For example, a financially able customer that readily embraces the psychological and social attributes of prestige — enough to make them a primary motive — is apt to purchase a luxury item no matter the price.  
But if a customer holds functionality as the primary motive, with prestige as secondary, then a perceived cost margin difference comes into play.  As soon as the cost exceeds the benefits, the customer is likely to turn to an alternative solution.

Let’s try another example, only this time let’s temporarily put aside the role of price by using a comparably priced product like a mid-sized car.  In this instance, the social, functional and psychological motives may be weighted differently depending on what the customer values.  A younger customer may want a car that will be seen as more attractive or sporty, or perhaps make her feel more attractive or sporty.  A family-oriented customer, on the other hand, might concentrate on choosing a car with a better record for safety, durability or reliability.

Let’s briefly look at one more example involving the world hotels industry – specifically, their solution to a recently identified opportunity for single women guests.

With their growing independence, women now travel alone more often than in the past for both business (43% of business travelers are women) and pleasure.  Though security has always been a concern among those who travel by themselves, the industry hadn’t until recently picked up on it as a means for differentiating their product with added value.  Speculation might suggest this was due in part to this group’s relatively small presence in prior years. 

But as this pool of potential customers expanded into the size of a legitimate market segment, the most adept of the luxury hotels came to appreciate that feeling safe and secure was among their primary motives when shopping for a place to stay.  In response, they adopted state of the art security systems for the safety of these women guests.  Their security measures include:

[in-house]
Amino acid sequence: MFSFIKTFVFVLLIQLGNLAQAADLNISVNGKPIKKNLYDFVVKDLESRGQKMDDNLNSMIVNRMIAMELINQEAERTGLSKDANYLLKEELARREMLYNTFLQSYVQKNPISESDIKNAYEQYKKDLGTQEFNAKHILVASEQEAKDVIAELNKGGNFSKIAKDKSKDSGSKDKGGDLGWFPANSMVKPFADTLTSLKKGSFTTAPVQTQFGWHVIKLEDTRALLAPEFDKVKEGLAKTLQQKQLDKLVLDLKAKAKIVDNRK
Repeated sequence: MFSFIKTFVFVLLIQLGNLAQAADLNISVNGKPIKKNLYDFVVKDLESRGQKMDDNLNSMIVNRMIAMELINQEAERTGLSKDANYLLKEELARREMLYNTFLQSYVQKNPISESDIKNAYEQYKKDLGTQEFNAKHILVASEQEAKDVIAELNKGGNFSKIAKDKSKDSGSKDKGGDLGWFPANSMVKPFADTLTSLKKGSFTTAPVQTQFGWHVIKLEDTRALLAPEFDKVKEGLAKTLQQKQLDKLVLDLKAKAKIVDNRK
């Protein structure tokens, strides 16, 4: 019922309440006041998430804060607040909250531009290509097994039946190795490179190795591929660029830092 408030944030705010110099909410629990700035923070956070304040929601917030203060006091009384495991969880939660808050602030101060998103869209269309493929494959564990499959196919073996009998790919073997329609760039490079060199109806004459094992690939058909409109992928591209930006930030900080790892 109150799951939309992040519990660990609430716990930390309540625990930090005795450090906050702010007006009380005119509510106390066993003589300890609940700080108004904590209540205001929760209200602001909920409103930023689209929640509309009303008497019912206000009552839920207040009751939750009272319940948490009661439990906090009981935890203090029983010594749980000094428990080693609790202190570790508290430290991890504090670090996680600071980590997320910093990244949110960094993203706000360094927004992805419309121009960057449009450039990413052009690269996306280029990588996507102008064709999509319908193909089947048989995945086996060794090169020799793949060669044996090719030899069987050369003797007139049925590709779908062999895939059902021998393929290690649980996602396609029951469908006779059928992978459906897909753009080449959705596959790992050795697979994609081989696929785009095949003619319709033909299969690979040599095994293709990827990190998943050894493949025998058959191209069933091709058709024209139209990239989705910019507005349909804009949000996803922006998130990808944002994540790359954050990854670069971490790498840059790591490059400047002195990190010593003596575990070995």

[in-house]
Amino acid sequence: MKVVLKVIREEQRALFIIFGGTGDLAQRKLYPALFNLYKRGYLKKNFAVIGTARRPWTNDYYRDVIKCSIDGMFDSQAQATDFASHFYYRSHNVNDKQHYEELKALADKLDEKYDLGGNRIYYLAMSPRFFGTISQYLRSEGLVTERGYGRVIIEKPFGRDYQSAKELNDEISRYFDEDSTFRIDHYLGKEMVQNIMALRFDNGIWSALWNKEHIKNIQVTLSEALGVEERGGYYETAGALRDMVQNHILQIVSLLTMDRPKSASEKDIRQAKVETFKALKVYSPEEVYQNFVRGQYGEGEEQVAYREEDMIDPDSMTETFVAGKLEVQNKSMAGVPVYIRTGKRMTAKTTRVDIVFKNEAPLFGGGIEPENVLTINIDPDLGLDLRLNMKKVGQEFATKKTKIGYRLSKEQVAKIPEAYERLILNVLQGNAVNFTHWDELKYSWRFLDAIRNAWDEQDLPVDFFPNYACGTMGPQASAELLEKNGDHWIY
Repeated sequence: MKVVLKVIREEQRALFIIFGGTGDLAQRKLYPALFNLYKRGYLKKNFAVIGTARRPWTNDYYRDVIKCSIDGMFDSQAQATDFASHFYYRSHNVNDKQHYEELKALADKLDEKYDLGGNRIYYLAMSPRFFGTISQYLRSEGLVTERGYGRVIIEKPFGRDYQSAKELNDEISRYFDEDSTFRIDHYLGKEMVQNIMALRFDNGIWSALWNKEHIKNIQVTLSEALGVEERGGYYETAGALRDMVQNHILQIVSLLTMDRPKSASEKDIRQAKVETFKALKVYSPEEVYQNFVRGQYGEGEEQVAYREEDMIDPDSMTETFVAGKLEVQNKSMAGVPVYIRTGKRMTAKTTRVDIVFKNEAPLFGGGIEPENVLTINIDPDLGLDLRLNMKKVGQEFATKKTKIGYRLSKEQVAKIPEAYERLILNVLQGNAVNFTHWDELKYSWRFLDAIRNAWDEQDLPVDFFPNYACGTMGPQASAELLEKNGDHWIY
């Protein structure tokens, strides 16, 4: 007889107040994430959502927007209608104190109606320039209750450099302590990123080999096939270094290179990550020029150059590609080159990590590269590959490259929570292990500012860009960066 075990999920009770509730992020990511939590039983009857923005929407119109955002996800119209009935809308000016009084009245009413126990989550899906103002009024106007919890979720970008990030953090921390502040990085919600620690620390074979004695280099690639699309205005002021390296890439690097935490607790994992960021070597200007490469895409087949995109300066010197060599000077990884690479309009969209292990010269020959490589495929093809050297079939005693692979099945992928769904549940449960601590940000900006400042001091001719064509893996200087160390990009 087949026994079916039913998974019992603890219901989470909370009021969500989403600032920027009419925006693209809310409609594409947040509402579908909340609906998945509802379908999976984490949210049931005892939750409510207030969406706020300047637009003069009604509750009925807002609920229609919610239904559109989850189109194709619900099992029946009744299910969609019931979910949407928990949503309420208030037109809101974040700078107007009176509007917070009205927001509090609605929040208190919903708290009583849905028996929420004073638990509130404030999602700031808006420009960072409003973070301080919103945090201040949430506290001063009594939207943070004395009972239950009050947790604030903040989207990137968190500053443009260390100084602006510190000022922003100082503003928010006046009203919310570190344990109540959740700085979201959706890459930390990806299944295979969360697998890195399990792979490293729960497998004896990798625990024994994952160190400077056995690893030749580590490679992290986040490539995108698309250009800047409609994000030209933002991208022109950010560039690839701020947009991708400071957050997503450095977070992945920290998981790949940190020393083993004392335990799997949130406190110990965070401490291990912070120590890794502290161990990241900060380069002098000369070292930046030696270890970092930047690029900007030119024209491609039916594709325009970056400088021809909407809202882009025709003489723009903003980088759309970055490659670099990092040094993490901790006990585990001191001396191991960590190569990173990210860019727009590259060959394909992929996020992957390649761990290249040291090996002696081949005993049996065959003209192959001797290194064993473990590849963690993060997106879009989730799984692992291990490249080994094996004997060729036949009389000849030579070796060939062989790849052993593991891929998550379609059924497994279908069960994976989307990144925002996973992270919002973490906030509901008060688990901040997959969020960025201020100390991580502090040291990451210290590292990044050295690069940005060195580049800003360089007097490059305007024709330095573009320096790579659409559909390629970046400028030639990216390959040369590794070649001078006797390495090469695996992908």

• Women only floors
  • Programmed key cards
  • Screens showing who is outside the room
  • Panic buttons at different points in the room
  • Hotel Taxis to commute

[Source: “World Hotels Customer Retention Strategies,”]

As you can see from these examples, the satisfaction of motives, not just needs, is often at the heart of delivering real perceived value.  Insofar as these kinds of perceptual differences occur with all sorts of products and services, it follows that no single offering can be expected to be everything to everyone.  This goes a long way toward explaining the advent of product lines, product mixes and market segmentation techniques as a means for serving dissimilar motives and needs.  

For more content, download our FREE eGuide from above.  You can also view the Stylized PPT Video promo on YouTube.

You can also leave comments, questions and critiques — or even start a dialogue – on the original download page for the Guide.